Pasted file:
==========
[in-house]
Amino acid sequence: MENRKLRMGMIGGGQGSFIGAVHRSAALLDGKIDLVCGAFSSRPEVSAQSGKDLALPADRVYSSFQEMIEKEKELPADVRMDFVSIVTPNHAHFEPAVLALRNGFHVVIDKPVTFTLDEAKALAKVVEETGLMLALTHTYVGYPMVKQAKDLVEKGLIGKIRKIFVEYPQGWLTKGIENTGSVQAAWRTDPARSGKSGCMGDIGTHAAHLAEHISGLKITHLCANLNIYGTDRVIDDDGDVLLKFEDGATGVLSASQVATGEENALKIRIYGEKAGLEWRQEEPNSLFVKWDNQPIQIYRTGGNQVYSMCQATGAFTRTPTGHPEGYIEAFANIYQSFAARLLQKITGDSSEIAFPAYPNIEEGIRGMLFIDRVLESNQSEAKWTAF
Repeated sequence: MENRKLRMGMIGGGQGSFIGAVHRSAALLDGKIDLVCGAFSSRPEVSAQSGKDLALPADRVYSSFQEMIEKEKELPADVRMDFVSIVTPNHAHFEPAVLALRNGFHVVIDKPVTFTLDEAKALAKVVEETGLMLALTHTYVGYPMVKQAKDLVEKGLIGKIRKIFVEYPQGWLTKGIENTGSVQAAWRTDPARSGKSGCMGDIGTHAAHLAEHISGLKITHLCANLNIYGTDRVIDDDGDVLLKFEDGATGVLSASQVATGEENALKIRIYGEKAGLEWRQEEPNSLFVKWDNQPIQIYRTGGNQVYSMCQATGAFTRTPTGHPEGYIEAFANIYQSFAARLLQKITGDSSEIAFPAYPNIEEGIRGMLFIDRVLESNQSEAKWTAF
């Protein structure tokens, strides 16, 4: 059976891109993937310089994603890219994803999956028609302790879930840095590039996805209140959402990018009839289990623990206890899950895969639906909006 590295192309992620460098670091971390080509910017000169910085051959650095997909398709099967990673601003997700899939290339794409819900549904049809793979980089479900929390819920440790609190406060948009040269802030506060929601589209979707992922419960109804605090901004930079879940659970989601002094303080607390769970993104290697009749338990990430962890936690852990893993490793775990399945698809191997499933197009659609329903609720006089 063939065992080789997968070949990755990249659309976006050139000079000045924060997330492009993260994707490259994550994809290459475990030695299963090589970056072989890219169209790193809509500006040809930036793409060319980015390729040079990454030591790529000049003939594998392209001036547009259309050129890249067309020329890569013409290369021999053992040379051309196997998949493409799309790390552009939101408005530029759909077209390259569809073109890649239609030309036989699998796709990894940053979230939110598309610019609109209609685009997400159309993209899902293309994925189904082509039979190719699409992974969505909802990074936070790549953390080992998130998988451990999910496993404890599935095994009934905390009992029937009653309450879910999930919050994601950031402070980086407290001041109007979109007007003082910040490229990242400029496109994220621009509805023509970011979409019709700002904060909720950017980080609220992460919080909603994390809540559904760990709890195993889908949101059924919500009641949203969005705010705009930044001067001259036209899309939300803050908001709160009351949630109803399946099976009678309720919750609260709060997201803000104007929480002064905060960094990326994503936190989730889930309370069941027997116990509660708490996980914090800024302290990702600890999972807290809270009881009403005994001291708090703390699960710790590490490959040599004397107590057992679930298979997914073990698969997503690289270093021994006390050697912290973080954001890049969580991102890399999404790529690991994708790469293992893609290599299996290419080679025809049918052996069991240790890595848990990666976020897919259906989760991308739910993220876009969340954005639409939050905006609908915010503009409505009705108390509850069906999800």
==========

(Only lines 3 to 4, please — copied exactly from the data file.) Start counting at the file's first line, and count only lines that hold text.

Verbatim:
Repeated sequence: MENRKLRMGMIGGGQGSFIGAVHRSAALLDGKIDLVCGAFSSRPEVSAQSGKDLALPADRVYSSFQEMIEKEKELPADVRMDFVSIVTPNHAHFEPAVLALRNGFHVVIDKPVTFTLDEAKALAKVVEETGLMLALTHTYVGYPMVKQAKDLVEKGLIGKIRKIFVEYPQGWLTKGIENTGSVQAAWRTDPARSGKSGCMGDIGTHAAHLAEHISGLKITHLCANLNIYGTDRVIDDDGDVLLKFEDGATGVLSASQVATGEENALKIRIYGEKAGLEWRQEEPNSLFVKWDNQPIQIYRTGGNQVYSMCQATGAFTRTPTGHPEGYIEAFANIYQSFAARLLQKITGDSSEIAFPAYPNIEEGIRGMLFIDRVLESNQSEAKWTAF
């Protein structure tokens, strides 16, 4: 059976891109993937310089994603890219994803999956028609302790879930840095590039996805209140959402990018009839289990623990206890899950895969639906909006 590295192309992620460098670091971390080509910017000169910085051959650095997909398709099967990673601003997700899939290339794409819900549904049809793979980089479900929390819920440790609190406060948009040269802030506060929601589209979707992922419960109804605090901004930079879940659970989601002094303080607390769970993104290697009749338990990430962890936690852990893993490793775990399945698809191997499933197009659609329903609720006089 063939065992080789997968070949990755990249659309976006050139000079000045924060997330492009993260994707490259994550994809290459475990030695299963090589970056072989890219169209790193809509500006040809930036793409060319980015390729040079990454030591790529000049003939594998392209001036547009259309050129890249067309020329890569013409290369021999053992040379051309196997998949493409799309790390552009939101408005530029759909077209390259569809073109890649239609030309036989699998796709990894940053979230939110598309610019609109209609685009997400159309993209899902293309994925189904082509039979190719699409992974969505909802990074936070790549953390080992998130998988451990999910496993404890599935095994009934905390009992029937009653309450879910999930919050994601950031402070980086407290001041109007979109007007003082910040490229990242400029496109994220621009509805023509970011979409019709700002904060909720950017980080609220992460919080909603994390809540559904760990709890195993889908949101059924919500009641949203969005705010705009930044001067001259036209899309939300803050908001709160009351949630109803399946099976009678309720919750609260709060997201803000104007929480002064905060960094990326994503936190989730889930309370069941027997116990509660708490996980914090800024302290990702600890999972807290809270009881009403005994001291708090703390699960710790590490490959040599004397107590057992679930298979997914073990698969997503690289270093021994006390050697912290973080954001890049969580991102890399999404790529690991994708790469293992893609290599299996290419080679025809049918052996069991240790890595848990990666976020897919259906989760991308739910993220876009969340954005639409939050905006609908915010503009409505009705108390509850069906999800």